The robot. The robot has been realized with a Leg0 brick and three electric motors that guarantee the movement of the mobile unit. A video camera (WebCam) on the head of the robot provides the acquisition of the visual information, two infrared sensors (Infrared) allow the detection of obstacles at short distance (see figure 6).

Figure 7. The standard piloting system.

The autonomous piloting system. In this modality, see figure 8, the driving of the mobile unit is established on the basis of the sensors information (video camera and Infrared) that are sent to the genetic planner.

Figure 6. The environment whit mobile unit.

The local host. The dynamic node incorporates a portable personal computer (PPC) allowing temporary power independence. It supports standard operating system (Linux, Win98), standard programming language (Java, C++),standard network communication (internet), and standard communication library. A Java server has been hosted on the PPC for allowing the communication between the local host and the remote computer. User, operating from an Internet connection, can handle the mobile unit from a remote computer. The pilot system. Two different modalities have been considered to pilot the mobile unit. The standard piloting system. In this modality commands are sent using the Internet browser (see figure 7). The visual interface is organized in two sections, one to display image coming from video camera of the mobile unit, and the other one oriented to the manipulation of path of the unit and to

Figure 8. The autonomous piloting system. The Robot software is composed by two programs, one is dedicated to the robot movements, it is written in Visual C++ and use the OCX technique to communicate with intelligent Leg0 brick and with the camera of the mobile unit, the other one is a robot monitoring interface. This interface has been realized for monitoring the evolution of robot, it has been divided in two sections: image, landscape. It allows to see both image coming

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from video camera of mobile unit and the landscape of the environment. Image had been sampled with a one image per second; otherwise landscape is update while the robot changes its position, and it is possible to see three different symbols representing: mobile unit, target and obstacles. Its implementation is organized by client/server architecture. The client part consists of a monitoring program (an applet JAVA) that display the information received from robot. In this way a user can look at the robot status from each computer of the distributed system with an Internet browser.

Calibration Table 80

-:a:

I

60 40

20 0

[Serlel Cm Distance

I

Figure 9 Calibration table for the light sensors.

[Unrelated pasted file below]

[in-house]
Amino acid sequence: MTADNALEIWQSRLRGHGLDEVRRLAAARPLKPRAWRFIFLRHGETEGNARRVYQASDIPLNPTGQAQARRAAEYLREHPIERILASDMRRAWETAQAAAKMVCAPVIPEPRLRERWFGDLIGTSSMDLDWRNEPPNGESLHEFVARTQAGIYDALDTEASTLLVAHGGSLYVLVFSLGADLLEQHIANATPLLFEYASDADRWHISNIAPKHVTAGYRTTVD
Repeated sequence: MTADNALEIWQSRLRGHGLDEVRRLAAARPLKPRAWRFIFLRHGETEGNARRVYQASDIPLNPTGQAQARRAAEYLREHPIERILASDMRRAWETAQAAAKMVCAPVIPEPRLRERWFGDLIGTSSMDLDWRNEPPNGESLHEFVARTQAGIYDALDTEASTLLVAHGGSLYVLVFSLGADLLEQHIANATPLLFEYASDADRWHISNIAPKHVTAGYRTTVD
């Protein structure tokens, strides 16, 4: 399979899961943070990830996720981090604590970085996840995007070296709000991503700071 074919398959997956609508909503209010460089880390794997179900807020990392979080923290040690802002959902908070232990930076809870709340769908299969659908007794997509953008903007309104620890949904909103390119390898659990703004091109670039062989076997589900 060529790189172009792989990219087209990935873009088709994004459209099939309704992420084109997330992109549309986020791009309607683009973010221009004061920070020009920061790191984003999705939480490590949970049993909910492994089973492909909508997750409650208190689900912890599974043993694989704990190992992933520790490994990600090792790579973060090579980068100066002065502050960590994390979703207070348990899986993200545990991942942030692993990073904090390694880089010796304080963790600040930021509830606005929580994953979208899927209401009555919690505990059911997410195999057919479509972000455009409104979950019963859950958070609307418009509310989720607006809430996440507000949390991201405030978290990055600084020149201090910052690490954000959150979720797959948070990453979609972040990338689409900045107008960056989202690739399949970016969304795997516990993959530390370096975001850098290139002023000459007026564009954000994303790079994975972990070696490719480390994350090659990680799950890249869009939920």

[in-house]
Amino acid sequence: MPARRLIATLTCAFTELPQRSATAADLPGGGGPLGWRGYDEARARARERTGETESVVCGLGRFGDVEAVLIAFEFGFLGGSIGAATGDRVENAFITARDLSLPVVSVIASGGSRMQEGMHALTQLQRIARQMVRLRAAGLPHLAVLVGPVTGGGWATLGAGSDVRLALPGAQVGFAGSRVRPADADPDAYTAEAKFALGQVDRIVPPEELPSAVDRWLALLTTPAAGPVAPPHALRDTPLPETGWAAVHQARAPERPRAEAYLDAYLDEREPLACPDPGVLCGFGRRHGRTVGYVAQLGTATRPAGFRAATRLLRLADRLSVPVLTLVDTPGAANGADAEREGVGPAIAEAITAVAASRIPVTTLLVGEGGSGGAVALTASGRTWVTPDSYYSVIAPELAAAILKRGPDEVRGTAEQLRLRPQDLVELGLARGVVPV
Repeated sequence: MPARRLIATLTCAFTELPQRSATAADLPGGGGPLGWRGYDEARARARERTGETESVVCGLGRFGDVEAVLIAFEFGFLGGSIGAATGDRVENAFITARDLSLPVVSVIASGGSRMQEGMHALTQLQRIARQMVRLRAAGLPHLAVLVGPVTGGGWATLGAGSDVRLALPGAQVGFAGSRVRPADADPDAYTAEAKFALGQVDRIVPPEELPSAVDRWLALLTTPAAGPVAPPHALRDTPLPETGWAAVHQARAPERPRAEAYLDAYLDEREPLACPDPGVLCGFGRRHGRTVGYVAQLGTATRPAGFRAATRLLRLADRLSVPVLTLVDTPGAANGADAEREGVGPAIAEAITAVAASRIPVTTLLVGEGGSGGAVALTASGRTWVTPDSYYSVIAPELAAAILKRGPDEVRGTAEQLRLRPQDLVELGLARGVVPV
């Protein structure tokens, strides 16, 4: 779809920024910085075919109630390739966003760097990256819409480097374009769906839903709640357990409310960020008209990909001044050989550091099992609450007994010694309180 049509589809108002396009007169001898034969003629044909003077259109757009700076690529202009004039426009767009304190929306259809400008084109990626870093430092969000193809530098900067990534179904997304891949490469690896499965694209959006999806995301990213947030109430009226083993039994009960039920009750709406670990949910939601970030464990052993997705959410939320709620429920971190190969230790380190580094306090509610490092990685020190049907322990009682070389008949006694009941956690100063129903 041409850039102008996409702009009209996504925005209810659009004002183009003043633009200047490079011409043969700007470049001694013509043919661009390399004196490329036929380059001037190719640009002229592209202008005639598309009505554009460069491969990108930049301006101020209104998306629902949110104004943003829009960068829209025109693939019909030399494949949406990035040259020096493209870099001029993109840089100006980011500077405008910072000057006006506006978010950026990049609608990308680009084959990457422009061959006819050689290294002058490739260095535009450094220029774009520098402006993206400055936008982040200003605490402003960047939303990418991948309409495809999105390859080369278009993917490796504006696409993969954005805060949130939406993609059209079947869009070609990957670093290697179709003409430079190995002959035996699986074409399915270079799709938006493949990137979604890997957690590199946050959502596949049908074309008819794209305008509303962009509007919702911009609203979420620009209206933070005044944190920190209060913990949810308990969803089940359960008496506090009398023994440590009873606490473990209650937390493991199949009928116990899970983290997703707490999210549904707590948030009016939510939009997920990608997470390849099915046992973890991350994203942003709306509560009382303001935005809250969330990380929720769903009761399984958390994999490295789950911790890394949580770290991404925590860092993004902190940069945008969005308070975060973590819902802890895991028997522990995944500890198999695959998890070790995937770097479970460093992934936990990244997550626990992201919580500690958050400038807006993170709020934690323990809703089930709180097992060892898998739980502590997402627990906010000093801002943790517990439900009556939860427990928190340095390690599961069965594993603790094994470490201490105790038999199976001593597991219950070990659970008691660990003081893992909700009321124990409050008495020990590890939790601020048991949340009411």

5. Experimental results

References

Experiments on autonomous driving have been performed. The purpose was to reach a given target in a scene, avoiding obstacles. The environment is limited and the position of the target is unknown. The number of obstacles and their position is also unknown. In this experiment, target and obstacles are static. User can decide the starting position of the robot using the standard piloting system above described. After that, user can monitor both the path of the robot and the scene captured by the video camera. The genetic algorithm, described in Section 3, has been used to pilot autonomously the robot to the target avoiding obstacles. The fitting function is computed on the basis of the information acquired from the video camera and the light sensors[ 101. The information acquired from the video camera does not need special calibration and it is essentially normalized in the [0,1] range; this normalization has been obtained by dividing for the maximum intensity detected in the room. The light detectors need of a more accurate calibration phase, because their intensity values must be transformed in a distance value from the obstacle. figure 9 shows the relation between the light value and distance from the obstacle.

V.Di Gesh, G.Gerardi, and D.Tegolo7 “M-VIF: a Machine -Vision based on Information Fusion”, in proceedings5th CAIP’95 - Budapest, September 13-15, 1995. P.E.Agre and D.Chapman, “What Are Plans for?’, Robotics and Autonom. Systems, V01.6, pp. 17-34, 1990. J.M.Mataric, “Integration of representation into goaldriven behavior-based robot”, in IEEE Tranxon Robotics and Automation, Vo1.8, N.3, pp.14-23, 1992. S.R.Sutton, “Planning by Incremental Dynamic Programming”, in Proc. of the Eighth 1nt.Workshop on Machine Learning, Morgan Kaufmann, pp.353-357, 1991. S.Yamada, “Learning Behaviurs for Environmental Modaling by Genetic Algorithm”, in Evolutionary robotics Husbands, Meyer(Eds.), Lecture Notes in Computer Science, pp. 179-191, Springer Verlag, 1998 1.Harvey and P. Husbands, “Evolutionary robotics”, in Proc. Of IEE Colloquium on Genetic Algorithms for Control System Engineering, London 8 May 1992, 1992. A.Chella, V.Di Gesil, S.Gaglio, et.al., “DAISY: a Distributed Architecture for Intelligent System”, in Proc.CAMP-97, IEEE Computer Soc., Boston, 1997.

6. Conclusions

B. Lenzitti, G. Lo Bosco, D. Tegolo, “An integrated Environement for Dynamic Processes in Distributed Image Analysis System”, in Proc. MIPR0‘98, IEEE Computer Soc., Opatija (Croatia), May 1998, P. Biljanovic, KSkala, S.Ribaric, L. Budin (Eds.), pp. 14-21.

The distributed solution presented in this paper seems to solve in a very general way the problem of autonomous navigation of a robot in an unknown environment. Evolutionary algorithms are effective and simple to implement. Further studies will regards the stability of the solutions obtained (trajectories), the experimentation with more than one robot of cooperating strategies to reach static and dynamic targets.

V. Di Gesil, “Multi-agentSystem and Artificial Vision”, in Computer and Devices for Communication, pp.393-402 ,

1998. [IO] A. Azarbayejani, P. Pentland, “Recursive estimation of

motion, structure and focal length”, PAM1 562-575, 1995.